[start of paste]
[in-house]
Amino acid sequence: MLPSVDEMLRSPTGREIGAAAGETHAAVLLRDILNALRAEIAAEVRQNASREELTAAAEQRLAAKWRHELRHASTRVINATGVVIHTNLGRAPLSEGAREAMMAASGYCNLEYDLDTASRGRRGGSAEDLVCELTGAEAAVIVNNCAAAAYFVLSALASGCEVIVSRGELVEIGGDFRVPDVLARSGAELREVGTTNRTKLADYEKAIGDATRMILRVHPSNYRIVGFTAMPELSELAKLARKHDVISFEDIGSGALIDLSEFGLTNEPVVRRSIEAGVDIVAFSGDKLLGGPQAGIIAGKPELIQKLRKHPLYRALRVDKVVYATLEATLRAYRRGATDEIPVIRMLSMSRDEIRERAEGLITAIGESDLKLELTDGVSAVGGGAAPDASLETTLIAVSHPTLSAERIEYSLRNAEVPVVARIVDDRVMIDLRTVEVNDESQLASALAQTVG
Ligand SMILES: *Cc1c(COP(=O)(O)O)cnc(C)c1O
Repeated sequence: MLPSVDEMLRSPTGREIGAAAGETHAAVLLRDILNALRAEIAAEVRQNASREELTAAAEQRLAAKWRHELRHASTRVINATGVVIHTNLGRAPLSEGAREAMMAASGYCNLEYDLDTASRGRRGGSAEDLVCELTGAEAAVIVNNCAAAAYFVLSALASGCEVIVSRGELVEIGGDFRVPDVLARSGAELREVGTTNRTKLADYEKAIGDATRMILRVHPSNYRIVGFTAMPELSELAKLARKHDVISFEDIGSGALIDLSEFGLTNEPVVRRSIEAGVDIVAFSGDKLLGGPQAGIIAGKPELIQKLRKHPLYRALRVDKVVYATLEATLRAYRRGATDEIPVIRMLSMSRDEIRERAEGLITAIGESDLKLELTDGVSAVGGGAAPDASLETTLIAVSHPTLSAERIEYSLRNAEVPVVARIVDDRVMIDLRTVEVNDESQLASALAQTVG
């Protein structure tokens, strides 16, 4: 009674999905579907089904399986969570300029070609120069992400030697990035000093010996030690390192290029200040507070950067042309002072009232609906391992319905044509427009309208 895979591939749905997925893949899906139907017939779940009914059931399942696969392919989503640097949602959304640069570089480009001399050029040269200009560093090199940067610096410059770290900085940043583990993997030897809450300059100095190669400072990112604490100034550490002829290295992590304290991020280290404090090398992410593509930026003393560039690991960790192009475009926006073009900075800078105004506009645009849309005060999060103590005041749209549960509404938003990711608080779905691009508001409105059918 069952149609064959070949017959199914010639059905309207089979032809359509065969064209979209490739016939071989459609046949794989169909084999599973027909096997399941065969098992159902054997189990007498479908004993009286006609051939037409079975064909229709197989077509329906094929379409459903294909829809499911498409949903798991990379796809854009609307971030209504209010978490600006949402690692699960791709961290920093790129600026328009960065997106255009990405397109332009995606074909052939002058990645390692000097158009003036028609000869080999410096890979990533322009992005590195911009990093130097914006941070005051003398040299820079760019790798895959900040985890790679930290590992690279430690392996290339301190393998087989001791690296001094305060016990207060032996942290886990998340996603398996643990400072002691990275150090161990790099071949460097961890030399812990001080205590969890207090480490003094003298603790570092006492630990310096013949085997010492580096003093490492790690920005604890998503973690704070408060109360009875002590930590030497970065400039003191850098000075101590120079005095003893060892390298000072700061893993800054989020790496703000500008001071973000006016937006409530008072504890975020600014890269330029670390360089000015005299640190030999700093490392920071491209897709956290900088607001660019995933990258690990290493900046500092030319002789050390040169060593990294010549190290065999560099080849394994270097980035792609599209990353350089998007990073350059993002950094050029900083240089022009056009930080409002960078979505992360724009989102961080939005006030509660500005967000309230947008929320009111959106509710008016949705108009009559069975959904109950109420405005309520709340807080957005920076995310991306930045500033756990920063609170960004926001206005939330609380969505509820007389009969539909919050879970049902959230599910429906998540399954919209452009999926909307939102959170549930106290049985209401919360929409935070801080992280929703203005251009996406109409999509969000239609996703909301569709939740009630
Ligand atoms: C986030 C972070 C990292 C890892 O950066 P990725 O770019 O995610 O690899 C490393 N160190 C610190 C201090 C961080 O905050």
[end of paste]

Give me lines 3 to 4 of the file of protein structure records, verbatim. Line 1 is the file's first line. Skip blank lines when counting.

Ligand SMILES: *Cc1c(COP(=O)(O)O)cnc(C)c1O
Repeated sequence: MLPSVDEMLRSPTGREIGAAAGETHAAVLLRDILNALRAEIAAEVRQNASREELTAAAEQRLAAKWRHELRHASTRVINATGVVIHTNLGRAPLSEGAREAMMAASGYCNLEYDLDTASRGRRGGSAEDLVCELTGAEAAVIVNNCAAAAYFVLSALASGCEVIVSRGELVEIGGDFRVPDVLARSGAELREVGTTNRTKLADYEKAIGDATRMILRVHPSNYRIVGFTAMPELSELAKLARKHDVISFEDIGSGALIDLSEFGLTNEPVVRRSIEAGVDIVAFSGDKLLGGPQAGIIAGKPELIQKLRKHPLYRALRVDKVVYATLEATLRAYRRGATDEIPVIRMLSMSRDEIRERAEGLITAIGESDLKLELTDGVSAVGGGAAPDASLETTLIAVSHPTLSAERIEYSLRNAEVPVVARIVDDRVMIDLRTVEVNDESQLASALAQTVG